I don’t get a real break, but I don’t mind. I pop out now and then for a quick puff. Mid-morning you only get a few customers. People run in for toilet paper, milk, a couple break-opens and cigarettes. There’s always someone coming in for some smokes and a chat. I talk about the weather and who’s pregnant, or dead, or up to the hospital for chemo.

At noon Brenda or May comes in. We get another run from the school at lunch time; kids in for a bar and a can of pop. And jerky. They all got a thing for jerky these days, and the weirder the flavour the more they seem to like it. Brenda thinks it’s just a fad but May, she’s got some weird ideas. She thinks they put chemicals in the meat that make it addictive. Calls it Meat Crack.

The afternoon slump is hard. That’s when the boredom sets in and May starts really grating on my nerves. She talks too damn much about her daughter up at the university. I know Louise and she ain’t no smarter than anyone else ’round here. You’d think she was frickin’ Einstein the way May goes on.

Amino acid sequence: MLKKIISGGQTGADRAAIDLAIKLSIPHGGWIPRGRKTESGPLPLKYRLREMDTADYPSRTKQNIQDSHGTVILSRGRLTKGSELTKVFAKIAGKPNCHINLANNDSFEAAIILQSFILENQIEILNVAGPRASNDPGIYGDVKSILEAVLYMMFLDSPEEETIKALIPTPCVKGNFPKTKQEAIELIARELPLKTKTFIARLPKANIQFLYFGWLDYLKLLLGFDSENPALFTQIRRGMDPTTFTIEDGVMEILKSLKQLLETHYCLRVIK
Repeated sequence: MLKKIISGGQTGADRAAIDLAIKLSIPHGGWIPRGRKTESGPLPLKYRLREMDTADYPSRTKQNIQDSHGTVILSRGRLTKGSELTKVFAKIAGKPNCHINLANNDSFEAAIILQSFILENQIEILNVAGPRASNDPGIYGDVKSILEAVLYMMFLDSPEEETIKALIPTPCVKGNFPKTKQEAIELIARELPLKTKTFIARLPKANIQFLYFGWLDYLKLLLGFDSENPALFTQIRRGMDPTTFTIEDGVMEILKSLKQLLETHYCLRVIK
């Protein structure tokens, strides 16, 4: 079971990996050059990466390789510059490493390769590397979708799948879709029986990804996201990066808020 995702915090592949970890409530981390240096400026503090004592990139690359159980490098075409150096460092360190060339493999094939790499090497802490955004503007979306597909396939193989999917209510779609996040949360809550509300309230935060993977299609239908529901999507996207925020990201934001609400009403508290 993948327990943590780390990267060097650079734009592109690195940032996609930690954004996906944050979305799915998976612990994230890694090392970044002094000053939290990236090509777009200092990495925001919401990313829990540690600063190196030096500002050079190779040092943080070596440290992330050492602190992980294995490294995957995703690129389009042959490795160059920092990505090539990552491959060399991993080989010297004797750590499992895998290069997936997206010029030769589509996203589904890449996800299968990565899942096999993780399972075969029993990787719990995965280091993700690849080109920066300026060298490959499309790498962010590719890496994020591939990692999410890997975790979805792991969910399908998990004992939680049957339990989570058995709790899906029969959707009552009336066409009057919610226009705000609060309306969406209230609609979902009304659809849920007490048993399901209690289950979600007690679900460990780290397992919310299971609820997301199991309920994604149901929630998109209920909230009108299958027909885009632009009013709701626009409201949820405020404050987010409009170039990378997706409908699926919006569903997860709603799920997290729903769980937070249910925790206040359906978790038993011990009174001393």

Me and Jimmy, we got no kids. Just never happened. Of course, when we were younger we used protection, sometimes anyways, but later when I was done school we stopped with the condoms. A couple times my period was late and I had a little shimmer of excitement but then I’d start bleeding. We never talk about it. May asked me once why we got no kids. I said to her, “Mind your own fucking beeswax,” and that shut her up.

I guess it must be my tubes or whatever. And now I’m forty. Old enough to be someone’s nan. And Jimmy, he’s stayed with me even though I couldn’t give him no children.

It’s on slow afternoons that you get customers who hang ’round too long. Sometimes it’s just a harmless old one, in to buy some milk or a paper they don’t need. Makes me sad how many people end up alone. I’ll chat for a bit and then start moving stuff around when they gots to go. They always get the message.